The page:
Nearly 400,000 Californians Smoke Cigarettes but Don't Identify as Smokers
Hundreds of thousands of Californians say they use cigarettes but reject being classified as a "smoker," according to researchers at the University of California, San Diego School of Medicine, who report that nearly a quarter of these non-self-identifying smokers use tobacco every day.
The research suggests that there are about 396,000 Californians who smoke but reject the label of smoker, and the phenomenon has both social and health implications, said study leader Dr. Wael Al-Delaimy chief of the Division of Global Health in the UC San Diego Department of Family and Preventive Medicine.
Al-Delaimy and his colleagues report that the by not accounting for these non-identifying smokers, or NIS, efforts to reduce tobacco consumption in the state are overlooking a large segment of the smoking population, about 12 percent. Twenty-two percent of NIS Californians said they used tobacco every day.
Additionally, the phenomenon may impact clinical studies where researchers ask the subjects if they use tobacco. An answer of "No" may not necessarily mean that the person does not use tobacco, the researchers report.
The researchers define a NIS as a person who has smoked more than 100 cigarettes in their lifetime, who has reported smoking at least one day in the past 30 days or who said they smoked at least "some days."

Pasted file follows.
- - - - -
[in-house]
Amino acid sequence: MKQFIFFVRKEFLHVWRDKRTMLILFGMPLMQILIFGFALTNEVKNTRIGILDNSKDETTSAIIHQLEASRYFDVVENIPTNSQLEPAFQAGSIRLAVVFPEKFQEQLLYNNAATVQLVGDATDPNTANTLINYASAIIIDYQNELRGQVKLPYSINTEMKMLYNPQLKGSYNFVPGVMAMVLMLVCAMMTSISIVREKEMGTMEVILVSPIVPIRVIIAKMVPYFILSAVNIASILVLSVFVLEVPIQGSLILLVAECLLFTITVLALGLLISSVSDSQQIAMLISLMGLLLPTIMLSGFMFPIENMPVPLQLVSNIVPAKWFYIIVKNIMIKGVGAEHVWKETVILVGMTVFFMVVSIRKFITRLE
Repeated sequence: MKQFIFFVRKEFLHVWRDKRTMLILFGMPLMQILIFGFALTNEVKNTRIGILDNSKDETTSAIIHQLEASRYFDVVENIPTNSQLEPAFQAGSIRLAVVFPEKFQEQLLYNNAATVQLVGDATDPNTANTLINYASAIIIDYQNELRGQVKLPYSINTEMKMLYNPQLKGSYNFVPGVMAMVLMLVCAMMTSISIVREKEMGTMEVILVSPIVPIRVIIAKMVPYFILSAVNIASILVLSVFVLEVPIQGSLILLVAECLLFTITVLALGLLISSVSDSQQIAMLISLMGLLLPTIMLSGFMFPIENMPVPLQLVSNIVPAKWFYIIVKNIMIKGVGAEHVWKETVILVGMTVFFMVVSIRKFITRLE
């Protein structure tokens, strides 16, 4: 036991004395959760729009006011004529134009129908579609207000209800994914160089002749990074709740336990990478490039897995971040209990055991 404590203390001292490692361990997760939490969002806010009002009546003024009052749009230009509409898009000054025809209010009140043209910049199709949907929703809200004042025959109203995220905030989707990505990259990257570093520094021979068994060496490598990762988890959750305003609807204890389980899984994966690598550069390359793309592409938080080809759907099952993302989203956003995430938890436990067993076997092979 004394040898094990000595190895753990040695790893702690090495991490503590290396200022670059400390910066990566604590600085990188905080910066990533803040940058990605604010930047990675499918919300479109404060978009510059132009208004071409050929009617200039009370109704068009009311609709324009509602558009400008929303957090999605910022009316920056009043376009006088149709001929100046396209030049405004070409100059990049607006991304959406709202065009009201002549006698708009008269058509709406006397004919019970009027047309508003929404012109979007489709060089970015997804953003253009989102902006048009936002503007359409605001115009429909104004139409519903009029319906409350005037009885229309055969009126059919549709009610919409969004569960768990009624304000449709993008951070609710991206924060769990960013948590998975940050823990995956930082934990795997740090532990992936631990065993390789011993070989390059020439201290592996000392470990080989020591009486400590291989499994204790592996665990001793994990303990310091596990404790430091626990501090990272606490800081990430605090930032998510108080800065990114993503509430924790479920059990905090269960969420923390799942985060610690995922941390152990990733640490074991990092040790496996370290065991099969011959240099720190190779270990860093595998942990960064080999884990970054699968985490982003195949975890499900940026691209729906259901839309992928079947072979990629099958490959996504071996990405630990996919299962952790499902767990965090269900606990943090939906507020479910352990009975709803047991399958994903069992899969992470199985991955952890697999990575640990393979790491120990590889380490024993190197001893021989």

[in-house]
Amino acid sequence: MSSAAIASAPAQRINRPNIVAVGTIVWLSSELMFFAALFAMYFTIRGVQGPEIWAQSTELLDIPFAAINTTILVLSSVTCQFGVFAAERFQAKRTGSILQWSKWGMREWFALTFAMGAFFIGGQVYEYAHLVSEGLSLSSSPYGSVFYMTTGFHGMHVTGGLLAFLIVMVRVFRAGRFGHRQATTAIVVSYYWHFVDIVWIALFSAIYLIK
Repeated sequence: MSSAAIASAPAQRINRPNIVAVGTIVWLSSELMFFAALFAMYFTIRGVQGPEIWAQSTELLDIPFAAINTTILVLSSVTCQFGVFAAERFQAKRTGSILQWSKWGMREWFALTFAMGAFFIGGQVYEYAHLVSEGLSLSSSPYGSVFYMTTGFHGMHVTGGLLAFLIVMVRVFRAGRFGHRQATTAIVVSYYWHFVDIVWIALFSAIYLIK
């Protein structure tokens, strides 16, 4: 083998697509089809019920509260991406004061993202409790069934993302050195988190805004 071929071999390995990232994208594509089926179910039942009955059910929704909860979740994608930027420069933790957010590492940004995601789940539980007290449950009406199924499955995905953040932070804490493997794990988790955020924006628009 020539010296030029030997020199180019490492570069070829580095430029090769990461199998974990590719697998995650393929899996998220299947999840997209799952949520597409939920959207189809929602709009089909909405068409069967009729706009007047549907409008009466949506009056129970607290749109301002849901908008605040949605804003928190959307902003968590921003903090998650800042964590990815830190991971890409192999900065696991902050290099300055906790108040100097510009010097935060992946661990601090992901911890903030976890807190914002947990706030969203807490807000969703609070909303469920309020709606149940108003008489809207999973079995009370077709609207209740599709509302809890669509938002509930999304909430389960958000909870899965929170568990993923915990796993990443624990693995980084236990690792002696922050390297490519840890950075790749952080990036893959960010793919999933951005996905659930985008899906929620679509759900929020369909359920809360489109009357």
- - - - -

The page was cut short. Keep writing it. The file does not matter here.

In the 2011 California Longitudinal Smokers Survey, all respondents who met the definition of an NIS replied "No" when asked if they considered themselves to be smokers.
A further breakdown of the NIS group highlights two types of non-identifying smoker: the young adults who primarily smoke when out drinking and socializing and who believe they are not addicted to nicotine, and people older than 45 who are former smokers but have had trouble quitting completely.
"The younger NIS are typically college students who smoke as a means of social facilitation and who believe they can quit at any time," Al-Delaimy said. "Older NIS are likely the result of stigmatization produced by comprehensive tobacco control programs. They've become marginalized parts of society who see little advantage in identifying themselves as smokers or providing accurate reports of their smoking behavior."
"There is a risk for such smokers to continue to smoke and be adversely impacted by the tobacco they smoke, yet they do not seek any assistance nor do they plan to quit because they falsely believe they are not smokers," Al-Delaimy said. "This more complex issue of identity and self-perception of smokers in today's social environment will require further studies and understanding."
The study appears in the journal Tobacco Control.